I’m very proud to announce a unique FlyingTypers’ series that begins in this issue. We will present airport stories connected exclusively to air cargo, reaching out to various aerial gateways to discover what they are doing to better serve the industry and what issues and challenges are being addressed and met. FlyingTypers will present updates from one of the most vital partners in the air cargo business, the airports, in their own words.
      These stories are meant to both create and drive the conversation.
      We will shine a light on the problems and offer tenable solutions.
      Our series will continue all year long—this is by no means an advertorial exercise, as we seek stories written by the people on the ground at dozens of aerial gateways.
      The conversation asks you to join in and have your views heard, so please feel free to share your ideas with us.
      In the case of airport air cargo truck queues, everybody knows about the long lines of trucks picking up and delivering goods. They have become a real bottleneck at airports everywhere.
      In today’s issue, you will read all about what Atlanta is doing about it. Let’s carry the conversation further.
      Read the article.
      What do you think?
      Did we cover the subject? Did you learn something? What was the takeaway?
      If you are working in an air cargo capacity at any airport in the world we want to now what you think of the current state of cargo affairs where you are.
      Make your voice part of the conversation and we will all be better for it.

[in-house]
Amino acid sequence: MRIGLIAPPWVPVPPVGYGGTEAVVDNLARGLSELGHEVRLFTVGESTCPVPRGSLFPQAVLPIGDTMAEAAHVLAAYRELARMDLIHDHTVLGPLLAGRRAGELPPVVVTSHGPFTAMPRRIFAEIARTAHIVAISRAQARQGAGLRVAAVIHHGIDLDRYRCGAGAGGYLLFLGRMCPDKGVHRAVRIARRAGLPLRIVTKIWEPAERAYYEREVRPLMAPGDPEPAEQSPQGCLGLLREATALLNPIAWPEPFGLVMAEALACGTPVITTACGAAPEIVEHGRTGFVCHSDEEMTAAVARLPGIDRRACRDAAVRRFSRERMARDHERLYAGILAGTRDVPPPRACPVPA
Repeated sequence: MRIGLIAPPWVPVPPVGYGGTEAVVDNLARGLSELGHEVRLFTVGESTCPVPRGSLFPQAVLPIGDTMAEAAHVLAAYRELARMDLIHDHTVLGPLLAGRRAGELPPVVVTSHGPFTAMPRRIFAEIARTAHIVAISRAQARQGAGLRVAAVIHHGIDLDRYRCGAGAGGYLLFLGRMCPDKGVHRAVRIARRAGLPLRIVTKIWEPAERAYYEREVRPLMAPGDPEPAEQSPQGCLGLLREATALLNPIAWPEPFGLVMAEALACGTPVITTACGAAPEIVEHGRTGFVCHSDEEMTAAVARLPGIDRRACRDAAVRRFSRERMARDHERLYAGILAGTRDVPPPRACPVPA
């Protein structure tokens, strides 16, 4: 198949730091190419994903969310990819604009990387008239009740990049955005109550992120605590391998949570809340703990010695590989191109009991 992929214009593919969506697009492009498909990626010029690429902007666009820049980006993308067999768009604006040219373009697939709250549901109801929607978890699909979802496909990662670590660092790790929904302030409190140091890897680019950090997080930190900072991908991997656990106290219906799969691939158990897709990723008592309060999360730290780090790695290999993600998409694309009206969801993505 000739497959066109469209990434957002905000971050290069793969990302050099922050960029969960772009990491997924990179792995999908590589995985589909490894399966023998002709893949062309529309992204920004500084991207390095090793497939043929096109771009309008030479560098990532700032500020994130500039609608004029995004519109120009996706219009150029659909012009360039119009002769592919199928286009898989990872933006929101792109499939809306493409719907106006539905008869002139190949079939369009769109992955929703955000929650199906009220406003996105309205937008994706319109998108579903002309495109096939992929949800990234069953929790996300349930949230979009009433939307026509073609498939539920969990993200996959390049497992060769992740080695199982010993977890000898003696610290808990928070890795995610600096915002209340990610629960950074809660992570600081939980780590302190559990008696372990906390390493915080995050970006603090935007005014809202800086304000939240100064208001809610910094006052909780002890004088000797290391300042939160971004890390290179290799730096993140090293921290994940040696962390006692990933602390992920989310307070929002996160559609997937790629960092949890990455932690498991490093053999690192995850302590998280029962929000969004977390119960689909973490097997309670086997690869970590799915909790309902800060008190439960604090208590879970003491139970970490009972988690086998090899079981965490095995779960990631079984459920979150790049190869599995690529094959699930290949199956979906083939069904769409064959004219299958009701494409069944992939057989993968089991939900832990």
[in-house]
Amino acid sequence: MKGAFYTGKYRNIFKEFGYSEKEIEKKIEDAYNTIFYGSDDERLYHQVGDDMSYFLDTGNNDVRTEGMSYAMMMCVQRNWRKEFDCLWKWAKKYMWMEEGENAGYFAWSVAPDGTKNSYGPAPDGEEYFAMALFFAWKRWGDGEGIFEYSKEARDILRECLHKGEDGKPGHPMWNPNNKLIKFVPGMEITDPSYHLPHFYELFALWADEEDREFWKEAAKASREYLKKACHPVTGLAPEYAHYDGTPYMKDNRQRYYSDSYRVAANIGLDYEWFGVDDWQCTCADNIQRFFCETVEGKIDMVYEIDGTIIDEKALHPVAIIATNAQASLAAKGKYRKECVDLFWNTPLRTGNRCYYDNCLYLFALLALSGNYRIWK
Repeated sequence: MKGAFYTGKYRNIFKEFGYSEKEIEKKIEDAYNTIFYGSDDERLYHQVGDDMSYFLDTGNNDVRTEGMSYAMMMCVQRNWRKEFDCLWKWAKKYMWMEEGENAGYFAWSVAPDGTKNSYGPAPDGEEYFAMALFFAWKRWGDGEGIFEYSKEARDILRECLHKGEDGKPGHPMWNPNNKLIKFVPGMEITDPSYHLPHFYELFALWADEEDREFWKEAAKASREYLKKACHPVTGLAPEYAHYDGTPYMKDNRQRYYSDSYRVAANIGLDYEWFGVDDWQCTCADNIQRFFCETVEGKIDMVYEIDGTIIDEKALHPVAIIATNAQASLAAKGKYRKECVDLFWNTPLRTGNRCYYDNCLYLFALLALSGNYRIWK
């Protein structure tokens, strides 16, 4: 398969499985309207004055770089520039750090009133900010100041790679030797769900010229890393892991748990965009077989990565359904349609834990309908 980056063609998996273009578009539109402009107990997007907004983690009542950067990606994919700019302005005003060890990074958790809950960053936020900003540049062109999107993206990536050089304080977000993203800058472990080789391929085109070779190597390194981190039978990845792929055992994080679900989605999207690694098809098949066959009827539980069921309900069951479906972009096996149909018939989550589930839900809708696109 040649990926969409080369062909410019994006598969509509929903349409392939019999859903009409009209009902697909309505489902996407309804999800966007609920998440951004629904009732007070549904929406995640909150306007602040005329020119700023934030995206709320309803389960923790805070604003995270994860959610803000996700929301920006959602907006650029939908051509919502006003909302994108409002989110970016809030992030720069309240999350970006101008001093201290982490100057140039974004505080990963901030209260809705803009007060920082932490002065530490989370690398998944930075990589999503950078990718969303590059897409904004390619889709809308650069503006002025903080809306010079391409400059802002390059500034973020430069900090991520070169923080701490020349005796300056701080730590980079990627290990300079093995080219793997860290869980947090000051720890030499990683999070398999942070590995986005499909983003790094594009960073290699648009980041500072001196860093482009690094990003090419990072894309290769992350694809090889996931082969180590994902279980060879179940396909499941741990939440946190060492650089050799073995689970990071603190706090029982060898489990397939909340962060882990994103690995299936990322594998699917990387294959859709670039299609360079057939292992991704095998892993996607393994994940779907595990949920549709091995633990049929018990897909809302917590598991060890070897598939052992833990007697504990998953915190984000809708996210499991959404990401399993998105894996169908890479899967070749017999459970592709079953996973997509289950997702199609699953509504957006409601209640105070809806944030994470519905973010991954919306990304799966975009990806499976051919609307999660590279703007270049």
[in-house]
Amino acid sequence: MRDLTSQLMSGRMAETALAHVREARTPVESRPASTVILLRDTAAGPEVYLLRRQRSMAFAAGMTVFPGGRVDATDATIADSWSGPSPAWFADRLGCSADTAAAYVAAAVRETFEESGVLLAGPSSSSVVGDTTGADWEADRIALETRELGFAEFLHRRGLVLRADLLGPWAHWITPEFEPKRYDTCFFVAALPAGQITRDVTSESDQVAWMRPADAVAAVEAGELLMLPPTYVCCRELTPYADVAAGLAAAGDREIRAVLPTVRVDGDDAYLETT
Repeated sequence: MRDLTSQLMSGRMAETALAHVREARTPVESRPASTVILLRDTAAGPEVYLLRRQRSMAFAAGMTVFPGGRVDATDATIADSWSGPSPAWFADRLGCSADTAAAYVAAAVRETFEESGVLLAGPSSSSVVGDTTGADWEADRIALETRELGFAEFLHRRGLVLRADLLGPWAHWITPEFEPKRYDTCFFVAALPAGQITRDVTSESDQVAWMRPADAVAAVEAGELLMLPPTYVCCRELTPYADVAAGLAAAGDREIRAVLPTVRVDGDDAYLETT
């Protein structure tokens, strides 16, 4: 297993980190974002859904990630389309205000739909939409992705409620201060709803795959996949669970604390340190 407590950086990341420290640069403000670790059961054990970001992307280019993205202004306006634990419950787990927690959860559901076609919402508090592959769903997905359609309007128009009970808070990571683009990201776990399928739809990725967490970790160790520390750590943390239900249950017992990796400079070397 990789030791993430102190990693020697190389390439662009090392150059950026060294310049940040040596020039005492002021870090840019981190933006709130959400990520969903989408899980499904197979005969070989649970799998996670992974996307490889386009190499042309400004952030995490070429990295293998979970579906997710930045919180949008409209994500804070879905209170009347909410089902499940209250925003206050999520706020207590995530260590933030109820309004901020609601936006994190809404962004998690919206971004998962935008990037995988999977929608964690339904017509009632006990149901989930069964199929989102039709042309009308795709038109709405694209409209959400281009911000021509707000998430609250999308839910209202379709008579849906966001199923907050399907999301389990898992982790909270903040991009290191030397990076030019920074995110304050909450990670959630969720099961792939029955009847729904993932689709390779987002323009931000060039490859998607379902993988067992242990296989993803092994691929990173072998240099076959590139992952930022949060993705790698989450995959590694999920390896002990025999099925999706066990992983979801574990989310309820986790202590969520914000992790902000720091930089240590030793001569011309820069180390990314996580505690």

Write to me.
GDA signature


Chuckles for June 13, 2016

 

All About Airports

Atlanta Activates Truck Staging

      Hartsfield-Jackson Atlanta International Airport (ATL) is the world’s most traveled airport, welcoming more than 100 million passengers in 2015, the most of any other airport in a single year.      However, from a cargo standpoint, ATL ranks just 13th nationwide and 33rd internationally.
     Hartsfield-Jackson has seen year-over-year gains in the amount of cargo traffic. But never one to rest on its laurels, the city-owned ATL is looking to break into the Top 5 of the nation’s leading cargo airports—a goal set by Atlanta Mayor Kasim Reed. To put that into perspective, ATL handled 600,000 metric tons of cargo in 2015. To achieve a ranking of 5th nationally, the Airport will need to triple its cargo volume to almost 2 million metric tons annually.
     “Air cargo is recognized by the City’s leaders as a primary contributor to economic development due to Hartsfield-Jackson Atlanta International Airport’s important role in the global supply chain,” said Elliott Paige, ATL’s air service development manager.
     Aggressive marketing efforts are underway, but ATL leaders also recognized that existing infrastructure was insufficient to handle the growth. So ATL began a brick-and-mortar expansion—part of the Airport’s capital plan ATLNext, a 20-year blueprint for development—which included additional state-of-the-art cargo facilities, airside ramps, taxiways, landside vehicle parking, and underground utilities.